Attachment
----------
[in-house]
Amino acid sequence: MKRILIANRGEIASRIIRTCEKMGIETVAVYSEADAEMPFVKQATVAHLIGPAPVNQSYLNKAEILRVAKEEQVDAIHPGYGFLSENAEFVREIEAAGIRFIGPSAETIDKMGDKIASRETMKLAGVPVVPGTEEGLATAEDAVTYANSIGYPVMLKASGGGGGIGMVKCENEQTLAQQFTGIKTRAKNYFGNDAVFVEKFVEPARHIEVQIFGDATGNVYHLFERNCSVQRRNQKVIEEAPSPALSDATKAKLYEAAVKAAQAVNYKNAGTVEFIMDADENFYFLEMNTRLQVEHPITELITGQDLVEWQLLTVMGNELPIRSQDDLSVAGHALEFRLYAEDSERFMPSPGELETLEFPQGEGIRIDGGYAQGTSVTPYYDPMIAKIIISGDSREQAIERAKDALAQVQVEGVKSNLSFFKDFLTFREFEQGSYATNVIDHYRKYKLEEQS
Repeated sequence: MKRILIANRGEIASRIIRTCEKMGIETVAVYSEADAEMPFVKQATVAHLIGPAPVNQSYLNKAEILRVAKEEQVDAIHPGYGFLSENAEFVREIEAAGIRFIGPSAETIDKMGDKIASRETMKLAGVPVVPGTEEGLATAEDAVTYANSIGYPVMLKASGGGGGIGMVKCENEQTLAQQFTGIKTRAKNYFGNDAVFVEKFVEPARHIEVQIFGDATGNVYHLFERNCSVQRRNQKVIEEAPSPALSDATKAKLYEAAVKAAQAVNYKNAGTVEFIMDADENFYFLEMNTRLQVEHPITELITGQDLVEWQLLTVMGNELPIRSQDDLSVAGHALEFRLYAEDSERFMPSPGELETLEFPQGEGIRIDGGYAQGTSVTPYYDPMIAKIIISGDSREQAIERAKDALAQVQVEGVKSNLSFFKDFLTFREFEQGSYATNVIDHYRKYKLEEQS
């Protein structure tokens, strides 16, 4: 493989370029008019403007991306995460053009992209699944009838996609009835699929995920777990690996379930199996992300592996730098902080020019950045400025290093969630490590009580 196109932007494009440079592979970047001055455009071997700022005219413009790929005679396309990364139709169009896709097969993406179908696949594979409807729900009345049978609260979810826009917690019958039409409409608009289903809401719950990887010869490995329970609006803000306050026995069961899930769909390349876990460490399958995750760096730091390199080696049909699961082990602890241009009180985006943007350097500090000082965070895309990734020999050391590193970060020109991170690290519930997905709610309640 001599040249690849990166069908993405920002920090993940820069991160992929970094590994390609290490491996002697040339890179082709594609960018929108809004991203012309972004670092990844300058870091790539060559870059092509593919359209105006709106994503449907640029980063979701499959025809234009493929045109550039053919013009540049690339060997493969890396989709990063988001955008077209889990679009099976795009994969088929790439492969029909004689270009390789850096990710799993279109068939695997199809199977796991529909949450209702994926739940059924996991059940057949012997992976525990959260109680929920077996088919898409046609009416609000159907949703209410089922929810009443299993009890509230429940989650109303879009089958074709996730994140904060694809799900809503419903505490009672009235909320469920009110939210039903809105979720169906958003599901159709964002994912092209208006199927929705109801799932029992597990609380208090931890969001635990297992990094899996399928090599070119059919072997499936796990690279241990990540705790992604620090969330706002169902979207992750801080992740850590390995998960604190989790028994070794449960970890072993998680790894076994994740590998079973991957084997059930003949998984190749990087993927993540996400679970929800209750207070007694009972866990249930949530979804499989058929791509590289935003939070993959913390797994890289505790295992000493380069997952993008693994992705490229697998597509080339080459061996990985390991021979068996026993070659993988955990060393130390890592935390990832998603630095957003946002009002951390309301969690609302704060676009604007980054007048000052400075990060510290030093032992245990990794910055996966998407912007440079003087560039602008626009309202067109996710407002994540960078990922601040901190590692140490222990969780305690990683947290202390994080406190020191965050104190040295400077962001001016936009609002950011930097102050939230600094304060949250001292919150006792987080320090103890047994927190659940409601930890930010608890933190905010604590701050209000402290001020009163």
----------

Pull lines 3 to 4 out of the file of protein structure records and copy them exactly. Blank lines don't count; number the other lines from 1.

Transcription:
Repeated sequence: MKRILIANRGEIASRIIRTCEKMGIETVAVYSEADAEMPFVKQATVAHLIGPAPVNQSYLNKAEILRVAKEEQVDAIHPGYGFLSENAEFVREIEAAGIRFIGPSAETIDKMGDKIASRETMKLAGVPVVPGTEEGLATAEDAVTYANSIGYPVMLKASGGGGGIGMVKCENEQTLAQQFTGIKTRAKNYFGNDAVFVEKFVEPARHIEVQIFGDATGNVYHLFERNCSVQRRNQKVIEEAPSPALSDATKAKLYEAAVKAAQAVNYKNAGTVEFIMDADENFYFLEMNTRLQVEHPITELITGQDLVEWQLLTVMGNELPIRSQDDLSVAGHALEFRLYAEDSERFMPSPGELETLEFPQGEGIRIDGGYAQGTSVTPYYDPMIAKIIISGDSREQAIERAKDALAQVQVEGVKSNLSFFKDFLTFREFEQGSYATNVIDHYRKYKLEEQS
């Protein structure tokens, strides 16, 4: 493989370029008019403007991306995460053009992209699944009838996609009835699929995920777990690996379930199996992300592996730098902080020019950045400025290093969630490590009580 196109932007494009440079592979970047001055455009071997700022005219413009790929005679396309990364139709169009896709097969993406179908696949594979409807729900009345049978609260979810826009917690019958039409409409608009289903809401719950990887010869490995329970609006803000306050026995069961899930769909390349876990460490399958995750760096730091390199080696049909699961082990602890241009009180985006943007350097500090000082965070895309990734020999050391590193970060020109991170690290519930997905709610309640 001599040249690849990166069908993405920002920090993940820069991160992929970094590994390609290490491996002697040339890179082709594609960018929108809004991203012309972004670092990844300058870091790539060559870059092509593919359209105006709106994503449907640029980063979701499959025809234009493929045109550039053919013009540049690339060997493969890396989709990063988001955008077209889990679009099976795009994969088929790439492969029909004689270009390789850096990710799993279109068939695997199809199977796991529909949450209702994926739940059924996991059940057949012997992976525990959260109680929920077996088919898409046609009416609000159907949703209410089922929810009443299993009890509230429940989650109303879009089958074709996730994140904060694809799900809503419903505490009672009235909320469920009110939210039903809105979720169906958003599901159709964002994912092209208006199927929705109801799932029992597990609380208090931890969001635990297992990094899996399928090599070119059919072997499936796990690279241990990540705790992604620090969330706002169902979207992750801080992740850590390995998960604190989790028994070794449960970890072993998680790894076994994740590998079973991957084997059930003949998984190749990087993927993540996400679970929800209750207070007694009972866990249930949530979804499989058929791509590289935003939070993959913390797994890289505790295992000493380069997952993008693994992705490229697998597509080339080459061996990985390991021979068996026993070659993988955990060393130390890592935390990832998603630095957003946002009002951390309301969690609302704060676009604007980054007048000052400075990060510290030093032992245990990794910055996966998407912007440079003087560039602008626009309202067109996710407002994540960078990922601040901190590692140490222990969780305690990683947290202390994080406190020191965050104190040295400077962001001016936009609002950011930097102050939230600094304060949250001292919150006792987080320090103890047994927190659940409601930890930010608890933190905010604590701050209000402290001020009163």